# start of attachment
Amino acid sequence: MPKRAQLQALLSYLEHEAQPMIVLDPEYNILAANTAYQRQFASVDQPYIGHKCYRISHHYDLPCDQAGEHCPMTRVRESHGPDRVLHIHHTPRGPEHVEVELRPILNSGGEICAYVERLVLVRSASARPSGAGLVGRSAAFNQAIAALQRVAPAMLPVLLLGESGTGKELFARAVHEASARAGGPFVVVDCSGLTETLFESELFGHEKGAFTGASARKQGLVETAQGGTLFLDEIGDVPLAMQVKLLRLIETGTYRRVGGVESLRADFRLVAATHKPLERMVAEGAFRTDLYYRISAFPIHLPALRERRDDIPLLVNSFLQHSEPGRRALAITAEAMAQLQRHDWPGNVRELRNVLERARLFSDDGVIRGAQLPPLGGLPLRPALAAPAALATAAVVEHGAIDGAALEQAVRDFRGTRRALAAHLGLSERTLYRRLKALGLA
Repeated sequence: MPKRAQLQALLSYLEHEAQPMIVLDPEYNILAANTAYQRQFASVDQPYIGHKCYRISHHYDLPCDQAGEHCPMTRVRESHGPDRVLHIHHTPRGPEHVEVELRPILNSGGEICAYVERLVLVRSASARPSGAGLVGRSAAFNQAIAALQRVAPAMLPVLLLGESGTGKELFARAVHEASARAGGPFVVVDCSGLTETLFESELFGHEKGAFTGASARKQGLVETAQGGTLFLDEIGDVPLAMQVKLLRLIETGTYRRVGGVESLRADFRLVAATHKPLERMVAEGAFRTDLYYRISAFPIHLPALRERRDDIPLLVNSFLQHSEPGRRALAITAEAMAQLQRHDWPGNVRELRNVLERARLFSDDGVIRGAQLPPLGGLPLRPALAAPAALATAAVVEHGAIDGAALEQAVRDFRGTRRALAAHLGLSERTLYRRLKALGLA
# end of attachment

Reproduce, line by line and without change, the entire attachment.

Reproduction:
Amino acid sequence: MPKRAQLQALLSYLEHEAQPMIVLDPEYNILAANTAYQRQFASVDQPYIGHKCYRISHHYDLPCDQAGEHCPMTRVRESHGPDRVLHIHHTPRGPEHVEVELRPILNSGGEICAYVERLVLVRSASARPSGAGLVGRSAAFNQAIAALQRVAPAMLPVLLLGESGTGKELFARAVHEASARAGGPFVVVDCSGLTETLFESELFGHEKGAFTGASARKQGLVETAQGGTLFLDEIGDVPLAMQVKLLRLIETGTYRRVGGVESLRADFRLVAATHKPLERMVAEGAFRTDLYYRISAFPIHLPALRERRDDIPLLVNSFLQHSEPGRRALAITAEAMAQLQRHDWPGNVRELRNVLERARLFSDDGVIRGAQLPPLGGLPLRPALAAPAALATAAVVEHGAIDGAALEQAVRDFRGTRRALAAHLGLSERTLYRRLKALGLA
Repeated sequence: MPKRAQLQALLSYLEHEAQPMIVLDPEYNILAANTAYQRQFASVDQPYIGHKCYRISHHYDLPCDQAGEHCPMTRVRESHGPDRVLHIHHTPRGPEHVEVELRPILNSGGEICAYVERLVLVRSASARPSGAGLVGRSAAFNQAIAALQRVAPAMLPVLLLGESGTGKELFARAVHEASARAGGPFVVVDCSGLTETLFESELFGHEKGAFTGASARKQGLVETAQGGTLFLDEIGDVPLAMQVKLLRLIETGTYRRVGGVESLRADFRLVAATHKPLERMVAEGAFRTDLYYRISAFPIHLPALRERRDDIPLLVNSFLQHSEPGRRALAITAEAMAQLQRHDWPGNVRELRNVLERARLFSDDGVIRGAQLPPLGGLPLRPALAAPAALATAAVVEHGAIDGAALEQAVRDFRGTRRALAAHLGLSERTLYRRLKALGLA